Anguilla spp. 0.41 0.46 0.56 209.72 274.10
Monopterus spp. 3,200.09 2,410.89 2,529.25 29,069.32 4,229.17
Channa striata 30,259.34 40,902.58 116,236.65 57,068.89 37,590.71
Mystus cavasius 18,654.30 23,582.05 2,1915.71 39,905.14 28,677.08
Neotroplus acutiorstris 12,803.90 1,659.14 56.08 248.10 94.39
Heteropnuestes fossilis 6,739.32 3,970.43 5,865.43 8,614.50 7,831.93
Clarias batrachus 19,272.30 19,321.98 25,627.45 19,951.54 21,749.71
Belone spp. 1,627.97 401.31 273.74 272.95 209.65
Mastacembelus spp. 10,958.11 6,054.91 12,689.75 14,761.45 14,623.77
Channa punctate 889.75 47.20 3,141.45 4,441.86 3,374.69
Oreochromis spp. 10,835.05 11,472.04 92,956.42 8,747.46 12,666.48
Glossogobius giuris 4,856.86 5,838.28 18,355.81 13,184.62 3,939.49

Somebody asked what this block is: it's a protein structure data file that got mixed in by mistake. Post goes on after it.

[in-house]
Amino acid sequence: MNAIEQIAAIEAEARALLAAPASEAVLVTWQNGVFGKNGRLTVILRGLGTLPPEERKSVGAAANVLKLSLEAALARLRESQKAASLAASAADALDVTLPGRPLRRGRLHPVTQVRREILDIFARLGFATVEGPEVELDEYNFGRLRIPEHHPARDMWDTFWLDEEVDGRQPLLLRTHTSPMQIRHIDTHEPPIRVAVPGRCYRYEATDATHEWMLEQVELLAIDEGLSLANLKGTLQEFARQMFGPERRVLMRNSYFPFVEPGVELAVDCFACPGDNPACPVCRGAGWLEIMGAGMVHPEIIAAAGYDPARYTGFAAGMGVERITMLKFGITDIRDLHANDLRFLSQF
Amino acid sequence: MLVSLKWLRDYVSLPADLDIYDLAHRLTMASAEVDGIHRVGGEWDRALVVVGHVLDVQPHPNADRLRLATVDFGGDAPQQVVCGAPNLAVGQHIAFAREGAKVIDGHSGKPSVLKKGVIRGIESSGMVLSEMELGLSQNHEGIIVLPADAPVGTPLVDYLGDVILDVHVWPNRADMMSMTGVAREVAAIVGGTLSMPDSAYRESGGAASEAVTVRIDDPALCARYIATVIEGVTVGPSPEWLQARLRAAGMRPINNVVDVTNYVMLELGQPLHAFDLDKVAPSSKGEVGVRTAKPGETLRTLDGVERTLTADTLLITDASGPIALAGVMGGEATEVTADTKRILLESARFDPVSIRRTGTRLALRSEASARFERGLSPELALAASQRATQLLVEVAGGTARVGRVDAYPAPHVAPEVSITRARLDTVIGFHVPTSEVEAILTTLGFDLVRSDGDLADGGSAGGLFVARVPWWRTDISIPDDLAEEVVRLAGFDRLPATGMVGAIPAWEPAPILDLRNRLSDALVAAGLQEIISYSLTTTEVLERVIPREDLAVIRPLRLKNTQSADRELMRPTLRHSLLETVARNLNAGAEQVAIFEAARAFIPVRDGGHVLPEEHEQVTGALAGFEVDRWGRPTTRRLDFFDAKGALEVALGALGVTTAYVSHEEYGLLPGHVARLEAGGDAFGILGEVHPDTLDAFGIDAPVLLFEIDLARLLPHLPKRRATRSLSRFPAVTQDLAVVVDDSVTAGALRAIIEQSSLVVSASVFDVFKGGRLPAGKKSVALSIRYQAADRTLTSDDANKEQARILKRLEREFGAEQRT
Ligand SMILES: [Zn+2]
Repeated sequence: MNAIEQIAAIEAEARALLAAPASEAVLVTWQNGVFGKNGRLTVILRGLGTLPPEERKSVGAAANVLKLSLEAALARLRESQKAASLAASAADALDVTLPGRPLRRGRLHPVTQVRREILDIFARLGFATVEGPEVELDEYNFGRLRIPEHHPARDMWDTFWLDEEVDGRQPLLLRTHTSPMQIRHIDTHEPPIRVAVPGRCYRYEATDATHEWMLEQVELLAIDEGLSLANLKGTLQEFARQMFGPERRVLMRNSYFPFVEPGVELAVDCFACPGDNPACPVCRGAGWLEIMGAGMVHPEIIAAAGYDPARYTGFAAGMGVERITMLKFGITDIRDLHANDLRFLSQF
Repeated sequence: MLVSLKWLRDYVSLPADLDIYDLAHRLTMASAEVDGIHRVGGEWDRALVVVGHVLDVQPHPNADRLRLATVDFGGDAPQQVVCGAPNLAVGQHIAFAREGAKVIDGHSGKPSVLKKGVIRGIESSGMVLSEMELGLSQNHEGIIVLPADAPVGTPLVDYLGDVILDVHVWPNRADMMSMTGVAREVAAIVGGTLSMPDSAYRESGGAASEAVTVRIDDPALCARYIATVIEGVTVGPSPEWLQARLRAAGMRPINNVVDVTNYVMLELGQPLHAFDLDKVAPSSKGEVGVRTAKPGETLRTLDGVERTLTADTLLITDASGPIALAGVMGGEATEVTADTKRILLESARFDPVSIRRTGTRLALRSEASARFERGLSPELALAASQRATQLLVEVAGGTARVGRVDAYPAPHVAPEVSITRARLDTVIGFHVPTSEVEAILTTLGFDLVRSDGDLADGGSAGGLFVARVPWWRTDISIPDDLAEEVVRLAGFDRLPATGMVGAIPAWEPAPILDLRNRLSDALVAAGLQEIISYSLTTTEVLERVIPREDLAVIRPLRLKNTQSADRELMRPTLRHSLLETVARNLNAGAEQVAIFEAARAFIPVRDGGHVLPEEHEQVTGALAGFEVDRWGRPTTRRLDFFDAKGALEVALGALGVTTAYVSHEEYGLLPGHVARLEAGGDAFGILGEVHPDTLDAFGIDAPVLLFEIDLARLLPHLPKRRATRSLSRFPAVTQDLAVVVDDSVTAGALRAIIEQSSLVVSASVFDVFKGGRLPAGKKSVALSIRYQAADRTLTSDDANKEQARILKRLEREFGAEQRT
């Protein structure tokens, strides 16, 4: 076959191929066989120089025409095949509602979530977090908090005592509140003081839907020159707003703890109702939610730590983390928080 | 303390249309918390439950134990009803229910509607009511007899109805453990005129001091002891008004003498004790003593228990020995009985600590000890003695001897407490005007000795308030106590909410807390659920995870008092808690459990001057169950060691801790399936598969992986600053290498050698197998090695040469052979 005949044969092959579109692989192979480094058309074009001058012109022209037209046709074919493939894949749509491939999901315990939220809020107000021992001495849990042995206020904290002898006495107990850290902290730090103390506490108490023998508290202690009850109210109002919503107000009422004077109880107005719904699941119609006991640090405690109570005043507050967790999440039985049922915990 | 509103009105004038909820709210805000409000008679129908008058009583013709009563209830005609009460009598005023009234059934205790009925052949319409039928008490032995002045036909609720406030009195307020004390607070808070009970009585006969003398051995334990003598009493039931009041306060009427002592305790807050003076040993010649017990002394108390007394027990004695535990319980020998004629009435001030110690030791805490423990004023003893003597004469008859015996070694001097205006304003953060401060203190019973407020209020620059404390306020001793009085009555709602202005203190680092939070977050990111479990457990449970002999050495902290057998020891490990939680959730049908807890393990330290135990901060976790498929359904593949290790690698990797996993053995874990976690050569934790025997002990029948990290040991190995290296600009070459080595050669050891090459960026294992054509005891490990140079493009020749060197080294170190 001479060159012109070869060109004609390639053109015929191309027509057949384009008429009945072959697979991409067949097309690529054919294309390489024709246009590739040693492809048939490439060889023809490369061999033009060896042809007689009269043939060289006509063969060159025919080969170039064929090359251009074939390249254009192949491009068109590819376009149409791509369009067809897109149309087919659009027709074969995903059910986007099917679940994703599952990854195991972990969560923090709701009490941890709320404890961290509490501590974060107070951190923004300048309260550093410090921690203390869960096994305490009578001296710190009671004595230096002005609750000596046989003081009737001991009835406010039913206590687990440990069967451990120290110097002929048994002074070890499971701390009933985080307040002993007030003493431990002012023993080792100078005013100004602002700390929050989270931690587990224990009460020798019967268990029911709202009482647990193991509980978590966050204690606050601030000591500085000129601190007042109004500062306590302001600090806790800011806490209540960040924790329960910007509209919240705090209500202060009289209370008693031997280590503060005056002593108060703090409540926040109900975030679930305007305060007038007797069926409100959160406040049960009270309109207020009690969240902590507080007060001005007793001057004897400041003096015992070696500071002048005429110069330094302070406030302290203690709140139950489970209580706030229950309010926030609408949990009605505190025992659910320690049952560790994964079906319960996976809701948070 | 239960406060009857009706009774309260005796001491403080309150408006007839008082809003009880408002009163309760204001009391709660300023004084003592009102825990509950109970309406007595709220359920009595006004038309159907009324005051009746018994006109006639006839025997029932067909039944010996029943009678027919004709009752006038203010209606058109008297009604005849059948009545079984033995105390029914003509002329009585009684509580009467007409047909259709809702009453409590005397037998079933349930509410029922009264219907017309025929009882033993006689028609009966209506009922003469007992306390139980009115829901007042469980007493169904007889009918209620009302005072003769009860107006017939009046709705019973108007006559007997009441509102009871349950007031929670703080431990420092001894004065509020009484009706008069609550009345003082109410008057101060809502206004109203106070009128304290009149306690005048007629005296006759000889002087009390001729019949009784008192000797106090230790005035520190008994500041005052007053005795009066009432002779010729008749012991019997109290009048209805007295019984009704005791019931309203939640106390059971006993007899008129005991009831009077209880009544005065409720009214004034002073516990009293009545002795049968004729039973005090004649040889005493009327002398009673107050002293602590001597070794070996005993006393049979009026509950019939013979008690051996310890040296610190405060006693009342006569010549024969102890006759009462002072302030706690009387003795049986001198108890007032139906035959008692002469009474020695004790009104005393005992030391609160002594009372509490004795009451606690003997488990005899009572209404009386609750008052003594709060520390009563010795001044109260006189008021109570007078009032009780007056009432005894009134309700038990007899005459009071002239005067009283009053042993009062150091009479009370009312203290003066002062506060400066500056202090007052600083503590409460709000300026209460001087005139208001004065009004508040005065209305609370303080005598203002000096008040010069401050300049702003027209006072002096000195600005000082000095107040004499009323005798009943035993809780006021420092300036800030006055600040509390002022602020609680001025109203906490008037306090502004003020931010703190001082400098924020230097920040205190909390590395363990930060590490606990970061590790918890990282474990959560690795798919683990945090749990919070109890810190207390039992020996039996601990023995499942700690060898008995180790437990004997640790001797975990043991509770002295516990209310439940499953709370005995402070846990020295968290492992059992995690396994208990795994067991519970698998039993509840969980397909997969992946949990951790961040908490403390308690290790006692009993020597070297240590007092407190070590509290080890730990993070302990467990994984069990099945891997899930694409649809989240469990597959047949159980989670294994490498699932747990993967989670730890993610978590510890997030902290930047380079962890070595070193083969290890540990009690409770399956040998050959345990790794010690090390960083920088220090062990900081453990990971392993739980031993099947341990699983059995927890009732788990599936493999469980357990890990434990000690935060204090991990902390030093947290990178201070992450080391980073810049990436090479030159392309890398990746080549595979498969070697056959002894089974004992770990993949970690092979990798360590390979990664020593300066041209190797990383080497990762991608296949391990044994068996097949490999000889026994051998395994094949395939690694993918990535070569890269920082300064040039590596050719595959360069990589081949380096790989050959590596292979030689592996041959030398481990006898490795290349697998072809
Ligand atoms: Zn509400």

Notopterus notopterus 18,750.76 27,547.46 43,851.07 34,476.98 21,800.89
Acanthocobitis rubidipinnis 76.32 40.47 354.42 359.46 288.20
Ompok bimaculatus 4,031.44 5,941.82 4,159.16 3,840.26 5,553.75
Total 150,028.38 151,663.25 354,210.98 242,328.92 171,521.66
  • Cold Water Aquaculture Species

Some cold water aquatic species like Tor sp., naturally exist in the northernmost part of the country where temperature is very low. DoF has established a backyard hatchery for breeding of potentially important local indigenous fish species since 2012 and disseminating the basic fish culture technology to the local ethnic groups.

  • Ornamental Fish

The ornamental fish industry is one of the country’s main economic sectors that generate income through export. The production of ornamental fish was about 1.45 million fishes in 2014-2015 which was the same as that in 2015-2016. In terms of value, the ornamental fish production had increased to US$ 0.20 million in 2015-2016 from US$ 0.16 million in the previous fiscal year.